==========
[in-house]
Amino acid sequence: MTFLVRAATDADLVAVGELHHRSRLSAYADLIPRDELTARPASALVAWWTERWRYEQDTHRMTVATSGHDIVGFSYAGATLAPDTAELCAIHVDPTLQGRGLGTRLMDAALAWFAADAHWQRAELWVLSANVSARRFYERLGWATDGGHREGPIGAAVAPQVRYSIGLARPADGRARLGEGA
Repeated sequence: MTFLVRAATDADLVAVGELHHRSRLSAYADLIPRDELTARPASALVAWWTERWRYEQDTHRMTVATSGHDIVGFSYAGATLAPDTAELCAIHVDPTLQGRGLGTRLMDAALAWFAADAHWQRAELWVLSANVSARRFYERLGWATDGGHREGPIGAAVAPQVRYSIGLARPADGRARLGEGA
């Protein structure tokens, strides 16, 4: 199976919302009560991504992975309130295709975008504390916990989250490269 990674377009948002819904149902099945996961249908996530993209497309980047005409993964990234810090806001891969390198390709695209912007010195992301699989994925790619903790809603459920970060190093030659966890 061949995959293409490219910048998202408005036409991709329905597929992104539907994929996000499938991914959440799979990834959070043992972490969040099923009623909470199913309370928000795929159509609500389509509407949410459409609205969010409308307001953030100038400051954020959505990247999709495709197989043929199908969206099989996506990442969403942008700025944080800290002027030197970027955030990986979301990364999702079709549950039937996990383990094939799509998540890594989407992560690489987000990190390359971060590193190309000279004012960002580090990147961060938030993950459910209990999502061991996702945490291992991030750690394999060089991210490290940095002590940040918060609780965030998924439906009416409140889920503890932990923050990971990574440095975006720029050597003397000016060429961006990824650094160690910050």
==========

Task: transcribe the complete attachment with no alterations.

[in-house]
Amino acid sequence: MTFLVRAATDADLVAVGELHHRSRLSAYADLIPRDELTARPASALVAWWTERWRYEQDTHRMTVATSGHDIVGFSYAGATLAPDTAELCAIHVDPTLQGRGLGTRLMDAALAWFAADAHWQRAELWVLSANVSARRFYERLGWATDGGHREGPIGAAVAPQVRYSIGLARPADGRARLGEGA
Repeated sequence: MTFLVRAATDADLVAVGELHHRSRLSAYADLIPRDELTARPASALVAWWTERWRYEQDTHRMTVATSGHDIVGFSYAGATLAPDTAELCAIHVDPTLQGRGLGTRLMDAALAWFAADAHWQRAELWVLSANVSARRFYERLGWATDGGHREGPIGAAVAPQVRYSIGLARPADGRARLGEGA
């Protein structure tokens, strides 16, 4: 199976919302009560991504992975309130295709975008504390916990989250490269 990674377009948002819904149902099945996961249908996530993209497309980047005409993964990234810090806001891969390198390709695209912007010195992301699989994925790619903790809603459920970060190093030659966890 061949995959293409490219910048998202408005036409991709329905597929992104539907994929996000499938991914959440799979990834959070043992972490969040099923009623909470199913309370928000795929159509609500389509509407949410459409609205969010409308307001953030100038400051954020959505990247999709495709197989043929199908969206099989996506990442969403942008700025944080800290002027030197970027955030990986979301990364999702079709549950039937996990383990094939799509998540890594989407992560690489987000990190390359971060590193190309000279004012960002580090990147961060938030993950459910209990999502061991996702945490291992991030750690394999060089991210490290940095002590940040918060609780965030998924439906009416409140889920503890932990923050990971990574440095975006720029050597003397000016060429961006990824650094160690910050």